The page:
The Ohio Public Utilities Commission (PUC) has proposed regulations to allow electric utilities to use fuel-cost clauses to recover gains or losses from trading Clean Air Act emission allowances....
Natural Gas Pipelines: Roadmap to Reform
Gas pipeline reform is looming on the horizon like the stealth bomber. It faded from view a couple years ago, when the Federal Energy Regulatory Commission (FERC) completed Order 636 and turned to electric issues. Yet gas reforms are more pressing: They began earlier, their direction is clearer, and their completion is closer at hand. In fact, without a more price-responsive market for gas transportation, we cannot fashion an efficient and integrated energy industry. Electric restructuring, too, could fall short of its full potential.
New Players, New Theories
Deregulation in natural gas has created many new players, such as marketers, brokers, and service providers that offer natural gas balancing, price hedging, and storage capabilities. In this new environment, shippers have gained opportunities to tailor services to their needs.
As shippers and pipelines become accustomed to a more competitive market, regulators are responding. At the federal level, regulatory reform has included both market-based rates and incentive-based ratemaking. Some interstate oil pipelines are regulated today with this combination. In markets that have been declared workably competitive, the FERC has allowed oil pipelines to set their prices according to market. At the same time, however, the FERC maintained oversight by requiring shippers and pipelines to submit periodic reports to ensure the market remains competitive. In markets found not to be workably competitive, the FERC has turned to rate regulation, either by cost-of-service or by incentive-based ratemaking, limiting future rate increases to the average change in competitive markets.
Following its policy for oil pipelines, the FERC has recently requested comments on alternative pricing methods for natural gas pipelines. The FERC seeks to develop a framework for analyzing alternatives to traditional cost-of-service ratemaking proposals. While the request focuses on market-based rates, the FERC has in a previous rulemaking outlined policy objectives for incentive-based ratemaking.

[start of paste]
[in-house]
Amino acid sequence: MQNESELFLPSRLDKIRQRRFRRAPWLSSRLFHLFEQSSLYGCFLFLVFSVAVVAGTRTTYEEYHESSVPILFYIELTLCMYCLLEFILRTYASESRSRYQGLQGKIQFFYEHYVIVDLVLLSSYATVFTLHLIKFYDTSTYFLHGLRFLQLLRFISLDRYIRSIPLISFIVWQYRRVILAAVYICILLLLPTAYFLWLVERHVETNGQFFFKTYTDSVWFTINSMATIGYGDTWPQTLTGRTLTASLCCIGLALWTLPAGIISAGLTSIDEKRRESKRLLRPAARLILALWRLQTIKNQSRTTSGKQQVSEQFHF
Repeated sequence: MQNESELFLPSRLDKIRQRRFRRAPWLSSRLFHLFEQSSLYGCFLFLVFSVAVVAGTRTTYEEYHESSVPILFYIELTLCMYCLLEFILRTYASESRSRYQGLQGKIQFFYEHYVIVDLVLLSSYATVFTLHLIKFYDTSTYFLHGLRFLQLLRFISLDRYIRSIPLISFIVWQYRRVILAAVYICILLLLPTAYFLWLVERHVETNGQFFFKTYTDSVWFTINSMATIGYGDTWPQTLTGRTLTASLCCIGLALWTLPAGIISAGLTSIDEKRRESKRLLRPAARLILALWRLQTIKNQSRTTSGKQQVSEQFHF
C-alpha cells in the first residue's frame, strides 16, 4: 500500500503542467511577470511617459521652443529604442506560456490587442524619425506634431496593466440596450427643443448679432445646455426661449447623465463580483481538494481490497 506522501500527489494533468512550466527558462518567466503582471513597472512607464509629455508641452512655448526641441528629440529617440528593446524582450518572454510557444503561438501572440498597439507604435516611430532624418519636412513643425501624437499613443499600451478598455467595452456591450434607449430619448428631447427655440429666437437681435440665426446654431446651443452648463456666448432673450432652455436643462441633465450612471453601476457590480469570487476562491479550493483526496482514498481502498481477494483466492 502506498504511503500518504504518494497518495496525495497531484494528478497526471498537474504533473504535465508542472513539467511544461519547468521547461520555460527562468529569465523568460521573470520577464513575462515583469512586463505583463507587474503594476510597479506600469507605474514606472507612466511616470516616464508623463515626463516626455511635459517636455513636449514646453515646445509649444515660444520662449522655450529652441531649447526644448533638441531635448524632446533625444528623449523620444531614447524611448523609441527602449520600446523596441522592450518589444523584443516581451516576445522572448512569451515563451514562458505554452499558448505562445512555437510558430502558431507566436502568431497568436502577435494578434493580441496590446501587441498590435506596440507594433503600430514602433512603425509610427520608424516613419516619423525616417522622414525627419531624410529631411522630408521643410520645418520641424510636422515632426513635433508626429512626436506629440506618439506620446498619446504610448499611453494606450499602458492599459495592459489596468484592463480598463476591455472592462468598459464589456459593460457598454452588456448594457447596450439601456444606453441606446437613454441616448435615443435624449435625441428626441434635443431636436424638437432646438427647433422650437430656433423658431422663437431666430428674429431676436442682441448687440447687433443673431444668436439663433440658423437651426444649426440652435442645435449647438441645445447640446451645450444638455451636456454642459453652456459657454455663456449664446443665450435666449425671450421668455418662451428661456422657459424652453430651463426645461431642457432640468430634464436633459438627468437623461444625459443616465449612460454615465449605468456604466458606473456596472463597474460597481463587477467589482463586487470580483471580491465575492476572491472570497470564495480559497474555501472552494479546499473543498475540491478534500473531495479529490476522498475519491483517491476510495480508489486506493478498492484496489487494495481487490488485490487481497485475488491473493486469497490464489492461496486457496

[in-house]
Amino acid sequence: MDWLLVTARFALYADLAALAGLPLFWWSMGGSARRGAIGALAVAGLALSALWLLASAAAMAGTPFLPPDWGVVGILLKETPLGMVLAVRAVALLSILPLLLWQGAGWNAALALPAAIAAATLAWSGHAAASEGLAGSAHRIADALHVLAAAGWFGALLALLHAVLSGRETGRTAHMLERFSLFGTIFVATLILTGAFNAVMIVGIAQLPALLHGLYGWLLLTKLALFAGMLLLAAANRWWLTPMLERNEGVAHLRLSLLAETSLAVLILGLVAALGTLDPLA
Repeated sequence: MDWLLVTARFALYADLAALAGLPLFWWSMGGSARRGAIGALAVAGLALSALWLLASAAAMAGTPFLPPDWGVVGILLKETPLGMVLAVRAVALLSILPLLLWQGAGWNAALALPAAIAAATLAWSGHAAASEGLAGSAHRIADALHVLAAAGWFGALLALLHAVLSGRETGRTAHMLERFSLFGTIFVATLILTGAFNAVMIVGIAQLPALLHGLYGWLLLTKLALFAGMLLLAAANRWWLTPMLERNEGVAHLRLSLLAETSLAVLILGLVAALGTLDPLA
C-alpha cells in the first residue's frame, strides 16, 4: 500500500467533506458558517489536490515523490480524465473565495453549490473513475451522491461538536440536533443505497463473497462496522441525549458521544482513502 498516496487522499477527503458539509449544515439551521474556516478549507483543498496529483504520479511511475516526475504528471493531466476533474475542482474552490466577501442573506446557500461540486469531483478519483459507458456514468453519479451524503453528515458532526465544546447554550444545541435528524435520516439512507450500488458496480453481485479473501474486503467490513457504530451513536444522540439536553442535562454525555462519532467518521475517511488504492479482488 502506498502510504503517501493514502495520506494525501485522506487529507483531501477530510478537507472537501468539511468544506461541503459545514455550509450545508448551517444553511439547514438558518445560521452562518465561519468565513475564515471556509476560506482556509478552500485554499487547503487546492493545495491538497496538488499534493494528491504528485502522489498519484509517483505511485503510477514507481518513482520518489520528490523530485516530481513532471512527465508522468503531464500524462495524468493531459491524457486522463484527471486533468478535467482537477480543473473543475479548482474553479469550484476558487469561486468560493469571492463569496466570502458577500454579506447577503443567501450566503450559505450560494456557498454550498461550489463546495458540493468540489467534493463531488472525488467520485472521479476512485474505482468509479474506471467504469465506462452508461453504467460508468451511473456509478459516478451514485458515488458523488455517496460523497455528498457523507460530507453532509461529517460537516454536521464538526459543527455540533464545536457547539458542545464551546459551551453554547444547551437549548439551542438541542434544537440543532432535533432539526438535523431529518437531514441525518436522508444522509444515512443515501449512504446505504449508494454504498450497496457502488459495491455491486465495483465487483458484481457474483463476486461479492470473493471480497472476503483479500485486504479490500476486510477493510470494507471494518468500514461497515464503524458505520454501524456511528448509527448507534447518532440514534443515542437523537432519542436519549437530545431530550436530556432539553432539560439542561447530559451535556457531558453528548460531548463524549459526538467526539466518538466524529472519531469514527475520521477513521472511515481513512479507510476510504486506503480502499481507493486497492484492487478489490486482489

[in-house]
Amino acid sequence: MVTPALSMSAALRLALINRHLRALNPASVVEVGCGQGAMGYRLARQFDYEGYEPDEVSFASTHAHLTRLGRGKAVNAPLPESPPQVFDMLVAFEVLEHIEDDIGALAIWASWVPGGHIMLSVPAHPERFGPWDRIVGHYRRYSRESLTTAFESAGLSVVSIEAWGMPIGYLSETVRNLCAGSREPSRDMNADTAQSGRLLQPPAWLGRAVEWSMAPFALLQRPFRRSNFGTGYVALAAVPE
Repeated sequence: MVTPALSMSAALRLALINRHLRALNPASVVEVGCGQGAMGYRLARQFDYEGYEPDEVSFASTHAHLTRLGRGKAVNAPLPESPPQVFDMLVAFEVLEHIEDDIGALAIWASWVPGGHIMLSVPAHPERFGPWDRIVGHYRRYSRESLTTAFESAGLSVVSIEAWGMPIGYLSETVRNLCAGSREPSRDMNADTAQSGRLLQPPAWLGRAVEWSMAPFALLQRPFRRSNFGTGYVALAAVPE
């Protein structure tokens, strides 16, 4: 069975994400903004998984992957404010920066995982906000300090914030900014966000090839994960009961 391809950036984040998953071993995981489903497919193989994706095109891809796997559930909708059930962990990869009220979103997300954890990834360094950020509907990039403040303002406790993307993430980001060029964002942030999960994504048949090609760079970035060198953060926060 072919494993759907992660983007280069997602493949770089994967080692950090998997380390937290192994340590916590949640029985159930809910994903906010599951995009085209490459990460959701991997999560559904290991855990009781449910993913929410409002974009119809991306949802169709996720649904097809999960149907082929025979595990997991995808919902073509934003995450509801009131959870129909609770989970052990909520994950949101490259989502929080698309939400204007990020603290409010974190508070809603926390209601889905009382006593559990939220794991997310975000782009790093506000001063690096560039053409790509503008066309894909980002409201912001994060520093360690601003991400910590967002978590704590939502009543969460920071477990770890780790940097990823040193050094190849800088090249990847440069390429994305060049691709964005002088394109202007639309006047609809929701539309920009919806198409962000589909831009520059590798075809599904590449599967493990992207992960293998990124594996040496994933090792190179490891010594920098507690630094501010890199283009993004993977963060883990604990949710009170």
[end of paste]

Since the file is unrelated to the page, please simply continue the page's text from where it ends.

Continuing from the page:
True reform will not come piecemeal. It will cover all pipeline services. Otherwise, reform proposals will fail. The market for natural gas services consists of many different offerings that interact in complex ways. These services create a market that is extremely competitive in some respects and monopolistic in others. For example, firm transmission during certain times of the year may best be provided by a regulated monopolist. However, that same pipeline during its shoulder or nonpeak months may face extensive competition from capacity release.
Nevertheless, regulators should not act with too much caution. Efforts to blunt pipeline market power may actually impede competitive behavior. Natural gas storage provides a good example. In some situations, storage competes with firm transmission for seasonal peak and even daily peak loads. Storage markets are generally competitive, and there market-based rates are appropriate. Storage providers will set their rates and terms to compete with firm transmission services. But pipelines ought to be able to adjust their rates, terms, and conditions of service in response to competitive storage operations. Without this bilateral market activity, the full economic benefits of competition will not emerge. The situation becomes more complex when a pipeline also operates storage facilities. Any regulatory reform proposal must be robust enough to enhance competition while preventing abuses